Editor's note: This marks the ninth piece in a series of positional outlooks for the Bears' roster entering this offseason. Click here to read the rest of them.
(670 The Score) The Bears created a strong cornerback pairing last offseason by drafting Jaylon Johnson in the second round to play opposite of Kyle Fuller.
Chicago's hope is that Fuller and Johnson can form a tandem at the outside cornerback spots for several years, but there's looming uncertainty at the position that the Bears must address this offseason.
Who's under contract
Kyle Fuller, 29 -- Though Fuller had just one interception in 2020, he had a strong season, allowing just 55.4% of passes his way to be completed for 6.3 yards per target.
Jaylon Johnson, 21 -- Johnson played well in his rookie season, but it was cut short after 13 games due to a reaggravation of his left shoulder injury.
Buster Skrine, 31 -- The Bears' nickel cornerback for the last two seasons, Skrine had his 2020 campaign cut short due to a concussion. He's a candidate to be cut this offseason.
Kindle Vildor, 23 -- A fifth-round pick of the Bears in 2020, Vildor played in all 16 games and started one.
Duke Shelley, 24 – Shelley filled in after Skrine suffered his concussion, playing in nine games and proving himself as a potential option moving forward at the nickel position.
Teez Tabor, 25 – A second-round pick of the Lions in 2017, Tabor was signed by the Bears late in December. He’ll get the chance to compete for a roster spot in 2021.
Tre Roberson, 28 – A standout in the Canadian Football League, Roberson spent the 2020 season on the reserve/non-football injury list. He's under contract for one more season.
Xavier Crawford, 25 – Crawford was on the Bears’ practice squad last season.
Artie Burns, 25 – The 2016 first-round pick Burns suffered a torn ACL in training camp after he was signed last offseason and given the chance to compete for a job.
Michael Joseph, 25 – The Oswego product Joseph has been with the Bears since 2018.
Quote to note
“Very impressed, very impressed. To come into this league and to start right away and play valuable downs for a defense that is dominant, it’s huge. You're proud of the guy. You're proud of the guy that can come in the league and step up to the plate and be able to play those valuable downs. I don't know what was expected, but I think he's achieved a lot in this first year.”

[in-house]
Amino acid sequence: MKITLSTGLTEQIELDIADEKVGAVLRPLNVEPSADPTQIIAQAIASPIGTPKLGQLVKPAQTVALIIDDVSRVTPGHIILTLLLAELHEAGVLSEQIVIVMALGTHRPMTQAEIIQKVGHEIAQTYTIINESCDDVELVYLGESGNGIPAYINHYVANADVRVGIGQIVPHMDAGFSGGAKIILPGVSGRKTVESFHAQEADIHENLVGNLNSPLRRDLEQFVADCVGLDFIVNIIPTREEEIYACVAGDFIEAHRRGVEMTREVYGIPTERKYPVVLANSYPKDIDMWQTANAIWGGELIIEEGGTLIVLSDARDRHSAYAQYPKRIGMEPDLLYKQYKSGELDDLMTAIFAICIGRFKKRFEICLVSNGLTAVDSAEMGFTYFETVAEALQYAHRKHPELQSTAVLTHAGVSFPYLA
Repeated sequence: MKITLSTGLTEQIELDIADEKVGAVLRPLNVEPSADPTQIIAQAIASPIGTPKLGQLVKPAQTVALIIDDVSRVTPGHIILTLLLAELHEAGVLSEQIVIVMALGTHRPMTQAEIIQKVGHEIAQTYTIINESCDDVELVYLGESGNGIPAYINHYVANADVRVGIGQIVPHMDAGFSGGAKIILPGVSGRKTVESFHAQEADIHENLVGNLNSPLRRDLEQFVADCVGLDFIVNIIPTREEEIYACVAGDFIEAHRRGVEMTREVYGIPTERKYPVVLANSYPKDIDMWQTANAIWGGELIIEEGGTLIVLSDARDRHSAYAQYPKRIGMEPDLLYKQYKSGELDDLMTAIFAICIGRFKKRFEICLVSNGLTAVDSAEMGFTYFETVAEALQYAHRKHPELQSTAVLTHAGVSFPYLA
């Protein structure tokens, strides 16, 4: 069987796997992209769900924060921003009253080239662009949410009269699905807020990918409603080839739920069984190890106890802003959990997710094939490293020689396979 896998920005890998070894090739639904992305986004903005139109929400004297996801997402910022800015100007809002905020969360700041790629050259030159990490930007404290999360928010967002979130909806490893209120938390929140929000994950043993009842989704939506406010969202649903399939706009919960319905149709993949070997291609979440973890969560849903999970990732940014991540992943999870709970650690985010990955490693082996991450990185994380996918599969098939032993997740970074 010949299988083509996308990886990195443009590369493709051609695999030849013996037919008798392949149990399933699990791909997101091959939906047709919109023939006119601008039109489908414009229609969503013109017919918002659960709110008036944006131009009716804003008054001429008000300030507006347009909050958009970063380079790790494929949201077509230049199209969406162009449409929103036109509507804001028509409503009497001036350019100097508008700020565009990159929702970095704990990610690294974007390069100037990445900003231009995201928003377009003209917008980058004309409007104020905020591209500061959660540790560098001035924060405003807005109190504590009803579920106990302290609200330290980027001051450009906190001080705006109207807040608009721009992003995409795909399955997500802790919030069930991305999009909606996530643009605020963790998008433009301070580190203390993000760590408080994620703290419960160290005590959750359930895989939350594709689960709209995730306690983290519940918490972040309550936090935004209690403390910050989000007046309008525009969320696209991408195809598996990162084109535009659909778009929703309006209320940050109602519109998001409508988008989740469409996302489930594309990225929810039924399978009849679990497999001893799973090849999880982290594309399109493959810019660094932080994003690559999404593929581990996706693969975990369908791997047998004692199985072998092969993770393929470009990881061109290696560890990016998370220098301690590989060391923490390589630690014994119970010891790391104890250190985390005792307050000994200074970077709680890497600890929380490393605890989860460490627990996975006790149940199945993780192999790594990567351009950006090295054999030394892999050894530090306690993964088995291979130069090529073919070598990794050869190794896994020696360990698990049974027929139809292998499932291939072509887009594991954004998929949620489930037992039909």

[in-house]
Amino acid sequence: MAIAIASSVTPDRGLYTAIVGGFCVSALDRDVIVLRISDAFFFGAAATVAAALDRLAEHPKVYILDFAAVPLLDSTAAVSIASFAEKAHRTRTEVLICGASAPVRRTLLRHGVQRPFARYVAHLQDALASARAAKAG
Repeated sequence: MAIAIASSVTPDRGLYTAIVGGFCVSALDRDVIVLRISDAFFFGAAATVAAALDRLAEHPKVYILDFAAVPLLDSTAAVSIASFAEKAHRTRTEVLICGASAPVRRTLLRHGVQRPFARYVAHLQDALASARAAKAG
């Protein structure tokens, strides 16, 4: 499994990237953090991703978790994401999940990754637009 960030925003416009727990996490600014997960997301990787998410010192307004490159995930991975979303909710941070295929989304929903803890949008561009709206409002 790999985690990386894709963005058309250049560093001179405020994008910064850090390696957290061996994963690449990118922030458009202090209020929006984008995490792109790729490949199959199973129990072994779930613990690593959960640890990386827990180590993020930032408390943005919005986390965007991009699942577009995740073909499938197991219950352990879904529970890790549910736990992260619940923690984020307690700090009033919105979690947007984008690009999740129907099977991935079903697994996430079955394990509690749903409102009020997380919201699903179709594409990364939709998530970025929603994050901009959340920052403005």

-- Bears defensive lineman Akiem Hicks on Johnson's rookie season
On paper, the Bears have their top three cornerbacks set to return, but it's a position that's almost certain to see some cap-clearing turnover.
Skrine, 31, has a history of concussions that’s frightening, and he missed the final month with another one. He's likely to be released to clear $5 million in cap space. The Bears could then look toward internal candidates like Shelley to replace him at nickel cornerback or perhaps sign someone in free agency.
The difficult question for the Bears is whether there's more value in keeping Fuller as their top cornerback or parting ways with him to create $14 million in cap savings and use that to strengthen their team in other ways. If Chicago opted to part ways with Fuller to salvage cap room, it would of course be best to do so with a trade. But that could be a complex proposition.
Fuller has been a steady presence, but the Bears need to open up cap room in order to fill needs at other positions – namely quarterback. If the Bears were to move on from Fuller, they'd have to be sure Johnson is ready to handle the top cornerback role and that there’s a viable replacement to fill the No. 2 spot.
It’s worth noting the Bears have added depth at cornerback in the likes of Burns, Roberson and Tabor. Perhaps they're wondering if they can hit on one of those players to hold down a starting spot.
The Bears are certainly better with Fuller than without him, but it’s a delicate balance against a tight cap.
Chris Emma covers the Bears, Chicago’s sports scene and more for 670TheScore.com. Follow him on Twitter @CEmma670.